Stage musical[edit]

A stage musical version of the film opened at London's Phoenix Theatre in June 2015.[10]

On 7 May 2019 it was announced that the stage production, which debuted in London's West End, would have its North American premiere in Toronto, with a limited run at the St. Lawrence Centre for the Arts' Bluma Appel Theatre beginning in December 2019.

See also[edit]


  1. ^ a b "Kick It Like Beckham". (in German). Archived from the original on 24 December 2022. Retrieved 13 August 2019.
  2. ^ a b c "Bend it Like Beckham (2002)". British Film Institute. Archived from the original on 20 June 2016.
  3. ^ "Bend It Like Beckham (12)". British Board of Film Classification. 11 March 2002. Archived from the original on 29 September 2017. Retrieved 23 September 2016.
  4. ^ "Bend it Like Beckham (2002) - Financial Information". Archived from the original on 2 June 2022. Retrieved 2 June 2022.
  5. ^ Bend It Like Beckham at Box Office Mojo
  6. ^ "What the cast of Bend It Like Beckham looks like now". Who. 4 September 2018. Archived from the original on 11 March 2023. Retrieved 18 May 2020.
  7. ^ "Soccer: Bending the Ball". Archived from the original on 21 August 2023. Retrieved 21 August 2023.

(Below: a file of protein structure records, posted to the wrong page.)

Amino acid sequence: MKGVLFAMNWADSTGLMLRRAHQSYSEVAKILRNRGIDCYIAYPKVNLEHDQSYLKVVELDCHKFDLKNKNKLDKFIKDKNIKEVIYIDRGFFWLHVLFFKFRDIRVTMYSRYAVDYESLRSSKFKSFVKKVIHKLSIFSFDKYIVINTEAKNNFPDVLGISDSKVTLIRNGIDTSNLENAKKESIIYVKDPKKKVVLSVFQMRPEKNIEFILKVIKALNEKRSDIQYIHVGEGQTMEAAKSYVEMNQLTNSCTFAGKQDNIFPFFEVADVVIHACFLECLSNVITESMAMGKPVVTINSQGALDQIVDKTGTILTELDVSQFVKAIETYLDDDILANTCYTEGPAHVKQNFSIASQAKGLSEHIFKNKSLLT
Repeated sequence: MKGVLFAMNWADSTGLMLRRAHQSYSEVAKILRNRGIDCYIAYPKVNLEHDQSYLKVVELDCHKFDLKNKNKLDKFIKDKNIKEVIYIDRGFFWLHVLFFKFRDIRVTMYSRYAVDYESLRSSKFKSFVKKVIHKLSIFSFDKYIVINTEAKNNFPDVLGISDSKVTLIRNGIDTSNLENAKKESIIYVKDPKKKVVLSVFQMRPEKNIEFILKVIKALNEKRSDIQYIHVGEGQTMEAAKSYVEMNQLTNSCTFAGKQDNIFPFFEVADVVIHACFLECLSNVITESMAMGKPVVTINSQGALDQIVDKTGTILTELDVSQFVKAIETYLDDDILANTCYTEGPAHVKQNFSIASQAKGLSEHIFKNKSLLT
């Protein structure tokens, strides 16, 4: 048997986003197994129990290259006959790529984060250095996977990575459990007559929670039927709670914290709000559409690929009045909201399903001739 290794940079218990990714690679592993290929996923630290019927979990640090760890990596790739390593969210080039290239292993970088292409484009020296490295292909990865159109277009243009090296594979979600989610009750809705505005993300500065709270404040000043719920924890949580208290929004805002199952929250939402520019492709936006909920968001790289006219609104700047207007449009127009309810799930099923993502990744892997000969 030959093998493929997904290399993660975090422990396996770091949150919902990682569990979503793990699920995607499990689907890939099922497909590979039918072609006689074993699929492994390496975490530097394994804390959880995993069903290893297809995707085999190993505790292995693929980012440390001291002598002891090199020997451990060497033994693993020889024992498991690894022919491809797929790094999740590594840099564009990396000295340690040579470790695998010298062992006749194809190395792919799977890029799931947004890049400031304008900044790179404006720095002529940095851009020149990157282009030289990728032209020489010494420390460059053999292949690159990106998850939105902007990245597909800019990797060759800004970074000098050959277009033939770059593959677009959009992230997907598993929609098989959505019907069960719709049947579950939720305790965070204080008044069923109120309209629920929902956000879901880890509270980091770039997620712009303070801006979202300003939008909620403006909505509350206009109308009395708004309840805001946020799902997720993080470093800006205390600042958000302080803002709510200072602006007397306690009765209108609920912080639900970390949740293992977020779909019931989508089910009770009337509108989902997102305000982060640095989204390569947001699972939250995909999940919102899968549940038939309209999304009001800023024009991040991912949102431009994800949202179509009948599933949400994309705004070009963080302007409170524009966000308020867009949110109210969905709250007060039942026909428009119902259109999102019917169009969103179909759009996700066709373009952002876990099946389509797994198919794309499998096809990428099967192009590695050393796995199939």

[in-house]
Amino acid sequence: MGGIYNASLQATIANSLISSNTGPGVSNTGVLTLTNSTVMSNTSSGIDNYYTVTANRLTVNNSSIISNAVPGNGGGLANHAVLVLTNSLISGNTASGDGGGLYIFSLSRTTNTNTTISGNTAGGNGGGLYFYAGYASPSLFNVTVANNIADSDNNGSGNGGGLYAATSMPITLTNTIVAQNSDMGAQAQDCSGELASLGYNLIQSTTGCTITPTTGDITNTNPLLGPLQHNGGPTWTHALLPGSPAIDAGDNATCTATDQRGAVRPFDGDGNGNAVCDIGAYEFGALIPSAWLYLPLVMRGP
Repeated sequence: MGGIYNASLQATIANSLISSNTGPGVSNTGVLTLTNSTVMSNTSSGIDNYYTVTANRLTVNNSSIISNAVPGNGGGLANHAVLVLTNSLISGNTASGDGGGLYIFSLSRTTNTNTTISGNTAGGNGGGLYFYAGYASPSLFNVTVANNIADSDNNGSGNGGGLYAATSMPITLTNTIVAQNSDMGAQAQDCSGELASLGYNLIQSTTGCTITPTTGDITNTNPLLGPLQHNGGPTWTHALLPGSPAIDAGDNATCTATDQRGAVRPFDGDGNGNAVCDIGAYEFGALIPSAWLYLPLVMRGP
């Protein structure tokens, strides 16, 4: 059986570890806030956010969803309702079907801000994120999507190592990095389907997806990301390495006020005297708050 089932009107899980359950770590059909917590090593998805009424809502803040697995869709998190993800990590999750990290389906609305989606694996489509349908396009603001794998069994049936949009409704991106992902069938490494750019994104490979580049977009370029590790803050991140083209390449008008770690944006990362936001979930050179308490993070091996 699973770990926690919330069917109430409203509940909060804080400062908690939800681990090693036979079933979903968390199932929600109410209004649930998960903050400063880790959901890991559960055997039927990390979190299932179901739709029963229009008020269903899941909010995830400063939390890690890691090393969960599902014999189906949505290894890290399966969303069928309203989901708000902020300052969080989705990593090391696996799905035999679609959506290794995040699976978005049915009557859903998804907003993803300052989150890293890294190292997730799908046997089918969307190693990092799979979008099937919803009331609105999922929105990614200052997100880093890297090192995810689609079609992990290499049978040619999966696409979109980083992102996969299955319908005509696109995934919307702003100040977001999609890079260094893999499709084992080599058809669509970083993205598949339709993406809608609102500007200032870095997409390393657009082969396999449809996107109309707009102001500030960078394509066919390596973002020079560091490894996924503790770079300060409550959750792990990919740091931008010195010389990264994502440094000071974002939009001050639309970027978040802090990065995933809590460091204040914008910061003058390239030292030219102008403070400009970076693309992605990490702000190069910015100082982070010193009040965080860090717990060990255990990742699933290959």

8. ^ "Bend". Archived from the original on 21 August 2023. Retrieved 21 August 2023.
  9. ^ "18 Winning Facts About Bend It Like Beckham". 12 March 2018. Archived from the original on 6 June 2023. Retrieved 18 May 2020.
  10. ^ a b "Bend It Like Beckham the Musical". Archived from the original on 28 July 2015. Retrieved 30 July 2015.
  11. ^ "Bend it like Permi "Independence makes you strong"". Swiss Life Group. Archived from the original on 28 November 2022. Retrieved 28 November 2022.
  12. ^ a b c "Bend It Like Beckham : Production Notes". Archived from the original on 14 April 2017. Retrieved 13 April 2017.
  13. ^ " - Page2 - How real is "Bend It Like Beckham"?". Archived from the original on 18 January 2023. Retrieved 14 March 2023.
  14. ^ "Weekend box office 12th April 2002 – 14th April 2002". Archived from the original on 26 April 2017. Retrieved 25 April 2017.
  15. ^ "Weekend box office 19th April 2002 – 21st April 2002". Archived from the original on 26 April 2017. Retrieved 25 April 2017.
  16. ^ "Home Video". Billboard. Vol. 115, no. 43. Nielsen Business Media, Inc. 25 October 2003. p. 55. Archived from the original on 15 February 2024. Retrieved 26 December 2018.
  17. ^ "UK Film Council Statistical Yearbook: Annual Review 2003/04" (PDF). UK Film Council. p. 74. Archived (PDF) from the original on 21 January 2022. Retrieved 21 April 2022 – via British Film Institute.